The approach can also help detect potential sources of antibiotic resistance genes and track their spread through the environment. Conversely, it could also offer a rich new source of potential new antibiotics.
A Quantum Leap in Metagenomic Sequencing
A key enabler of metagenomics was the rapid and dramatic improvements in DNA sequencing technologies that happened around a decade ago.
“It would have been completely impossible to sequence something like DNA extracted from soil, it was far too complex,” explains Hirsch.
But as the cost went down and the throughput went up, it became feasible to sequence at the required depth of coverage – and this happened in tandem with key advances in bioinformatics.
“You need a big database and the ability to match sequences against it – without it you wouldn’t know what things are,” says Hirsch.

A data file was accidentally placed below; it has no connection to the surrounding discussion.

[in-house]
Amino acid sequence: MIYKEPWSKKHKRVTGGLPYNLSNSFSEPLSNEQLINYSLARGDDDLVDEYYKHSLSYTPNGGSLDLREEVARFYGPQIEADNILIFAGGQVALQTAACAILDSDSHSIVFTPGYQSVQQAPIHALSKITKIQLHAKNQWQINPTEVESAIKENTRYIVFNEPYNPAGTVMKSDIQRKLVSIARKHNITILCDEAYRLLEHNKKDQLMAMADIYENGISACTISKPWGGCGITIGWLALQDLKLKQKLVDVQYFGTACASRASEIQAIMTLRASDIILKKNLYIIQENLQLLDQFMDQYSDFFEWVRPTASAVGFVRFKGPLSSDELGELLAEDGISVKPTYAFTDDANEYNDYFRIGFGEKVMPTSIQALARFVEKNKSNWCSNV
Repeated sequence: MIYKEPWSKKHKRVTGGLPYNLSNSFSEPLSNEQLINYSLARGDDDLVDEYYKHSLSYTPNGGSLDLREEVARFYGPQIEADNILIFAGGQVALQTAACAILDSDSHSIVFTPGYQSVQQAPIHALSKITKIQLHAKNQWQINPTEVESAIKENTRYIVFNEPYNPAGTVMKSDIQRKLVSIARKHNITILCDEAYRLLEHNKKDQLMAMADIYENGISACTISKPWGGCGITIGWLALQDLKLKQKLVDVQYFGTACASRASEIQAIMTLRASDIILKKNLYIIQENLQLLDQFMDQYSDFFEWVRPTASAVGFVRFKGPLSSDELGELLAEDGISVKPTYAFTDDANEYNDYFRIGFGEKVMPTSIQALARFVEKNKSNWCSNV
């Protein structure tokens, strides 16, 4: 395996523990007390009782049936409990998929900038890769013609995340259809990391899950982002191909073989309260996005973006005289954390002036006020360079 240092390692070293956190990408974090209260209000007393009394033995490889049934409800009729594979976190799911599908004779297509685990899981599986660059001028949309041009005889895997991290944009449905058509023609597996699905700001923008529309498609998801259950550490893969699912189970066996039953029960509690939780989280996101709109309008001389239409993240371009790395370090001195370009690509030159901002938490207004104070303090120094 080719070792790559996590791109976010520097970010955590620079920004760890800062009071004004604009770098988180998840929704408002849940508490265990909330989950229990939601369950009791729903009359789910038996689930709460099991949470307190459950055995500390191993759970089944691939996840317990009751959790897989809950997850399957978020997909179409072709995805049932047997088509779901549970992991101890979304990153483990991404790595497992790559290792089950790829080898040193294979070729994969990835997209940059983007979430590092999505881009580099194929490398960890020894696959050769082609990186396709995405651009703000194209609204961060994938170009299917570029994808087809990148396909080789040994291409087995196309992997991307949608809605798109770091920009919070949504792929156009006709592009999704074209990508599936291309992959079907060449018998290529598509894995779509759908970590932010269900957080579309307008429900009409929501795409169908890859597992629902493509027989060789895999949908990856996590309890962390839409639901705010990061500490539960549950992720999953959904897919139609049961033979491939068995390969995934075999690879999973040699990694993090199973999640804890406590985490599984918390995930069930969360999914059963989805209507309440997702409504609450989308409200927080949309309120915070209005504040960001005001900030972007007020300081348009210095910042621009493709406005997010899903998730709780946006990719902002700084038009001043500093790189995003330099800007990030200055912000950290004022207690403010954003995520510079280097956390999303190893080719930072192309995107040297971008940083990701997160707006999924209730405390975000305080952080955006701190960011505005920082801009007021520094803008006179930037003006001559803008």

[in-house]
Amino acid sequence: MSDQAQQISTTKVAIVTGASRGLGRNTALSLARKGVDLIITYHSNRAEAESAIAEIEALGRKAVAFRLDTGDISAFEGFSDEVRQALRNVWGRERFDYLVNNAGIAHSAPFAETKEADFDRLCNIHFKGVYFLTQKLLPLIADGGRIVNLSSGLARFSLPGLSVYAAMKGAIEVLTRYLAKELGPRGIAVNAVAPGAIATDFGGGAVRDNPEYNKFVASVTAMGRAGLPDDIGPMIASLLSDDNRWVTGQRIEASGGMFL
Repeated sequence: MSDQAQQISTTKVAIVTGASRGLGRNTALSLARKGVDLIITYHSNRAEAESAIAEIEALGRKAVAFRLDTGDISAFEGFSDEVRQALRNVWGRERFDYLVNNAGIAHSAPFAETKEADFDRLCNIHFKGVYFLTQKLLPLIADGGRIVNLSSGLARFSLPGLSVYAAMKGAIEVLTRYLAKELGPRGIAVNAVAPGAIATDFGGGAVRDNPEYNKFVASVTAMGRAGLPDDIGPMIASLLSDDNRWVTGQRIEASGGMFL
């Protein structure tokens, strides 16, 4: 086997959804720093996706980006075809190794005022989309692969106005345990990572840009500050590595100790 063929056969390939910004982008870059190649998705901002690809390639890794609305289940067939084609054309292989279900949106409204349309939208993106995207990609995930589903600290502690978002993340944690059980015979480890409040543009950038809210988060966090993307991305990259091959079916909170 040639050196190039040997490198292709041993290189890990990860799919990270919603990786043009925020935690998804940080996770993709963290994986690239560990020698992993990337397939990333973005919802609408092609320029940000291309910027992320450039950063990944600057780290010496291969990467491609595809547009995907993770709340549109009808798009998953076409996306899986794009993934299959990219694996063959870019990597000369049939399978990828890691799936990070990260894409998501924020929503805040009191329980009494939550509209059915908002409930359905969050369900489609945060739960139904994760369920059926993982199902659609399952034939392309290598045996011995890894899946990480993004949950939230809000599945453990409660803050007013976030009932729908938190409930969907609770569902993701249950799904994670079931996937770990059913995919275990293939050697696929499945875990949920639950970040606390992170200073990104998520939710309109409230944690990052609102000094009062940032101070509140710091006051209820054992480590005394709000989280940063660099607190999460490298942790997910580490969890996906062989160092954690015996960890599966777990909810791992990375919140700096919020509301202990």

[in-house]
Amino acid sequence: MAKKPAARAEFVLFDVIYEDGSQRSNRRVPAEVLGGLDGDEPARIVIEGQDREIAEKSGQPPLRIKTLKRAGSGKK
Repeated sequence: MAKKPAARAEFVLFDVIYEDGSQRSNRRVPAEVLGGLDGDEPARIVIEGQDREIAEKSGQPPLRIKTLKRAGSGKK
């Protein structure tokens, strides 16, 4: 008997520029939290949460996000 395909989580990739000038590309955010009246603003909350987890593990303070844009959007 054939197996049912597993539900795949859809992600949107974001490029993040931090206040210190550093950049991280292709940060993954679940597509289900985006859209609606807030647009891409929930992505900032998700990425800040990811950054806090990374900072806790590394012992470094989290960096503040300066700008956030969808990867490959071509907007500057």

And big collaborative projects like CLIMB (Cloud Infrastructure for Microbial Bioinformatics) are also providing support with data analysis.
“I think all those things running in parallel – the advances in sequencing, bioinformatics and the infrastructure around it are all making this a lot more tractable than it would have been a few years ago,” says Pallen.
Exploring Microbial ‘Dark Matter’
Metagenomics is providing new and unparalleled insights into microbial communities, uncovering a wealth of new biodiversity.
“We’re discovering so much hidden biology, there’s hidden taxonomy and there are many organisms we didn’t even know were there,” says Pallen. “For example, we did some metagenomics of the chicken gut and many of the organisms we discovered were previously unknown species, new to science.”